Supreme Court Adopts Individual Rights Interpretation of the Ninth Amendment:! Buried in Justice Scalia’s exegesis on the Second Amendment is a wonderful gift to those of us who study and care about the Ninth Amendment:

The unamended Constitution and the Bill of Rights use the phrase “right of the people” two other times, in the First Amendment’s Assembly-and-Petition Clause and in the Fourth Amendment’s Search-and-Seizure Clause. The Ninth Amendment uses very similar terminology (“The enumeration in the Constitution, of certain rights, shall not be construed to deny or disparage others retained by the people”). All three of these instances unambiguously refer to individual rights, not “collective” rights, or rights that may be exercised only through participation in some corporate body.

Three provisions of the Constitution refer to “the people” in a context other than “rights”—the famous preamble (“We the people”), §2 of Article I (providing that “the people” will choose members of the House), and the Tenth Amendment (providing that those powers not given the Federal Government remain with “the States” or “the people”). Those provisions arguably refer to “the people” acting collectively—but they deal with the exercise or reservation of powers, not rights. Nowhere else in the Constitution does a “right” attributed to “the people” refer to anything other than an individual right.

The individual right interpretation was resisted vigorously by the dissenting Justices, including an attempt by Justice Stevens described, one might say ridiculed, in a Scalia footnote:

JUSTICE STEVENS is of course correct . . . that the right to assemble cannot be exercised alone, but it is still an individual right, and not one conditioned upon membership in some defined “assembly,” as he contends the right to bear arms is conditioned upon membership in a defined militia. And JUSTICE STEVENS is dead wrong to think that the right to petition is “primarily collective in nature.”

In fact, if Justice Stevens is to be taken seriously in this argument, it seems that the dictum “one man, one vote” describes a collective rather than an individual right.

Justice Breyer, hardly to be outdone, wrote an opinion which may well serve as “The Idiot’s Guide to what NOT to do as a dissenting SCOTUS Justice.” He agrees with Stevens that the right is collective, but goes even further to say that individual or collective doesn’t really matter anyway: The government is justified in arbitrarily curtailing possession of firearms if it sees an “imbalance” in not so doing. We don’t need to amend the Constitution, we merely need make it subservient to current political need. Unfortunately for Breyer, his argument is self destructive: Justice Breyer’s self-refuting dissent in Heller:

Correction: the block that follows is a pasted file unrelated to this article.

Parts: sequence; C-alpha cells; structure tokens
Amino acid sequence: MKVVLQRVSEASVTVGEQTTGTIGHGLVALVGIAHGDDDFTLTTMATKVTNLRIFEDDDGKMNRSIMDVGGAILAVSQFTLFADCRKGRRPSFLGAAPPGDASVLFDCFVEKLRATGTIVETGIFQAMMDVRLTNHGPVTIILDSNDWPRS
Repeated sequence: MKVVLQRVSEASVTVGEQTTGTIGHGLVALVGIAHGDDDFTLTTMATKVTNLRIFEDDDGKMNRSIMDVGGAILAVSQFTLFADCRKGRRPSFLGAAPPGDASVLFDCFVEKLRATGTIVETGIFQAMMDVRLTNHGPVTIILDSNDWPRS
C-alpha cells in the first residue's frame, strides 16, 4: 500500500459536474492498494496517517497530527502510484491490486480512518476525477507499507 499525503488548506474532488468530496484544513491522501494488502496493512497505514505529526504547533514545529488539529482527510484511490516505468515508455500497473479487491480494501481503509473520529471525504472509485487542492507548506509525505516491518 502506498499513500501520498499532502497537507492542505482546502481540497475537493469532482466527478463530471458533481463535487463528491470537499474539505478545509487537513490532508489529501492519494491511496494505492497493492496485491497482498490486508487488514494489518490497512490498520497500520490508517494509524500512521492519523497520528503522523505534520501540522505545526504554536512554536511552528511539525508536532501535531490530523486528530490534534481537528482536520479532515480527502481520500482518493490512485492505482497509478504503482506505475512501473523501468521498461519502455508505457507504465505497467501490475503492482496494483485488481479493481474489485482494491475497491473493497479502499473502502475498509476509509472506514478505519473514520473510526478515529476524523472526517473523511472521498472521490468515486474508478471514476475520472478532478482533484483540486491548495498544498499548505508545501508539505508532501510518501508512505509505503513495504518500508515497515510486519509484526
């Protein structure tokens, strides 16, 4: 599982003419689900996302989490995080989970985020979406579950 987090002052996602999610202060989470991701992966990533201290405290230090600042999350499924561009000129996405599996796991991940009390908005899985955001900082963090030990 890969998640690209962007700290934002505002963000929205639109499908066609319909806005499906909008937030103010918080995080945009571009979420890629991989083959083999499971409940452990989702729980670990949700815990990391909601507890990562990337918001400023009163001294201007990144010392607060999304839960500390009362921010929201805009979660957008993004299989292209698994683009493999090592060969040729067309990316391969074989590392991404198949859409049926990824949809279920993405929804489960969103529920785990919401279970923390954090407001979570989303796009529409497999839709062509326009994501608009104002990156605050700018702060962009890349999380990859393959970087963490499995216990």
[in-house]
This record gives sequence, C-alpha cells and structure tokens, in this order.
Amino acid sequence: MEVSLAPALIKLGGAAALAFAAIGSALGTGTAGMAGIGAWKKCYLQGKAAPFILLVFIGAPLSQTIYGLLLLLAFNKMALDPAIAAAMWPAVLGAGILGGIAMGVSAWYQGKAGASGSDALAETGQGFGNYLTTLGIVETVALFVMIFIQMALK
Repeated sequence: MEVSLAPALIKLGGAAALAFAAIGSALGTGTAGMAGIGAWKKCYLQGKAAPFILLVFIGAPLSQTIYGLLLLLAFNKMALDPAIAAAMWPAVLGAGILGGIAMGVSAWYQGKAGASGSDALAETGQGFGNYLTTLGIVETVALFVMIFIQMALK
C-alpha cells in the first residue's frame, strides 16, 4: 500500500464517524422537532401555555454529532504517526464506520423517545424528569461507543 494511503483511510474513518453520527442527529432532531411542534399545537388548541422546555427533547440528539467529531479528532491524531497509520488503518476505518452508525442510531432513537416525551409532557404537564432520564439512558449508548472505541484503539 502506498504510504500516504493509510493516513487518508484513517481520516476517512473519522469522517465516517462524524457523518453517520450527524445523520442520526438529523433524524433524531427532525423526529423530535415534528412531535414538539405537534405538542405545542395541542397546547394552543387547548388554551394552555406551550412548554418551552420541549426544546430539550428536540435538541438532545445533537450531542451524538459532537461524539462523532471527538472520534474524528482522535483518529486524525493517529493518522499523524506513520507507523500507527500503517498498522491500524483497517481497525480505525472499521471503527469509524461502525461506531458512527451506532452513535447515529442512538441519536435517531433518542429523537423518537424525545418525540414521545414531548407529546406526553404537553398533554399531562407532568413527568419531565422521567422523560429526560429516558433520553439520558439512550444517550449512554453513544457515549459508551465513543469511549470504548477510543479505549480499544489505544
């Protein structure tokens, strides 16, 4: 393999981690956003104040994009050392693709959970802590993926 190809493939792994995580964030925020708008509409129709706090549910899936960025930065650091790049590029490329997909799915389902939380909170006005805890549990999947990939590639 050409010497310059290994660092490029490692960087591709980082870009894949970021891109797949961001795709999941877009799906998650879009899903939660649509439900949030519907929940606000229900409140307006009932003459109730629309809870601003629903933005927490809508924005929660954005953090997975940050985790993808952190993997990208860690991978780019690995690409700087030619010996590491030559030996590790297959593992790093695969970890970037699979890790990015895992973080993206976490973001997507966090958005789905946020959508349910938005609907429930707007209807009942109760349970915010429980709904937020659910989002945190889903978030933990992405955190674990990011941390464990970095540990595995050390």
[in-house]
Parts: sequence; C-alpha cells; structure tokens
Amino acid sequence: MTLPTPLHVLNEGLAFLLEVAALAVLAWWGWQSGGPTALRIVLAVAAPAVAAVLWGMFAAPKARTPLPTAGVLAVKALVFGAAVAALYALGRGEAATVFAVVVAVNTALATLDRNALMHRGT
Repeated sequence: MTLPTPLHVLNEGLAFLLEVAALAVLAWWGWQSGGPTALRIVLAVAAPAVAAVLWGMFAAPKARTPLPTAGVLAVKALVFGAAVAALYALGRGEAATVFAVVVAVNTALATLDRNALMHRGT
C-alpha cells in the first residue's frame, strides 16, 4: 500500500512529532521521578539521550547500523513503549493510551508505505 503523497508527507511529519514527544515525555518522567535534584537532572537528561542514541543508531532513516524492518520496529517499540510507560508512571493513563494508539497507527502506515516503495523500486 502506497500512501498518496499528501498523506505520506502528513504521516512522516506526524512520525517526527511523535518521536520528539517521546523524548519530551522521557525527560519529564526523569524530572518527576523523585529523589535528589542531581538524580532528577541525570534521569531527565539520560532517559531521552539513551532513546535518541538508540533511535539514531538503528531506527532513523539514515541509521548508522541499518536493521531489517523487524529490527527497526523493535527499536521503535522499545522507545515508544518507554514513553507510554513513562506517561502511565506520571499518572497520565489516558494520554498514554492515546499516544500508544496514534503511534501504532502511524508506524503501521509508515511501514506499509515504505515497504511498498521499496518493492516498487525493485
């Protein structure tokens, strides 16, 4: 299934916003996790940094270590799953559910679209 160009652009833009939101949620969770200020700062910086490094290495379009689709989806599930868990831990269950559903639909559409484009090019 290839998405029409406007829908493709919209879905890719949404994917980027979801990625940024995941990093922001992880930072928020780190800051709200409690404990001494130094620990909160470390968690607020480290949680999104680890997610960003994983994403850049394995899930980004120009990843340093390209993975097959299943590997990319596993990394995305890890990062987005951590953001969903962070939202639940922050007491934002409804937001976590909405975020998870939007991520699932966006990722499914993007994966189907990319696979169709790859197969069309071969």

I suspect that it may go down in history as one of the strongest arguments AGAINST balancing tests. If the restriction on liberty were trivial, then it might be easy to use a balancing test to uphold the DC statute’s ban on handguns. Or if handgun bans were known to be spectacularly successful in reducing death and violence, then fair-minded judges might determine that even very substantial restrictions on liberty could be balanced away by the overwhelming benefit of gun control.

But gun control has very little effect on rates of violence or death (I think the evidence, while contradictory, points on balance to a small reduction associated with some gun controls.) Given this, the DC case should be an easy one for balancing: a major restriction of liberty (an outright ban) cannot be justified by a small or nonexistent gain in public safety.

That Justice Breyer reaches the opposite result from what should be a very easy case of balancing major restrictions of gun rights against minor net benefits suggests either that Justice Breyer is an unusually biased judge or – more likely – that the balancing test he posits is not workable in practice. Thus, Breyer’s own opinion may be the strongest possible refutation of his jurisprudential approach.

A third interpretation is that Breyer actually finds the right of self-defense trivial compared to the intent of the state to protect its citizens. This is no more ridiculous than any other reading.

Scalia had this to say about “balancing” a right enumerated in the Bill of Rights against legislative fads:

We know of no other enumerated constitutional right whose core protection has been subjected to a freestanding “interest-balancing” approach. The very enumeration of the right takes out of the hands of government—even the Third Branch of Government—the power to decide on a case-by-case basis whether the right is really worth insisting upon. A constitutional guarantee subject to future judges’ assessments of its usefulness is no constitutional guarantee at all. Constitutional rights are enshrined with the scope they were understood to have when the people adopted them, whether or not future legislatures or (yes) even future judges think that scope too broad.

So what has Heller changed? There is much litigation to follow, so the only immediate difference is a reversal of the burden of proof. The state now has to prove an individual does not qualify for the right to possess a working firearm under fairly limited rules. Before, individual qualifications did not signify because of an outright prohibition.

In practice, this will be a small difference. Do you remember the arbitrary CCW permit issuance rules Michigan observed under “may issue?” “Shall issue” is where SCOTUS took us.

I predict a the creation of a regulatory morass by jurisdictions such as D.C., Chicago and San Francisco – all intended to complicate the “fairly limited rules.” Many of these new regulatory attempts will eventually come before SCOTUS. Before Heller, they would not have.

This is a significant victory, but it is only the foundation against which future regulation will be measured.

Remember, “The same folks who can read the Constitution and Bill of Rights and find an unassailable right to abortion and gay marriage can’t find a right to possession of a firearm.”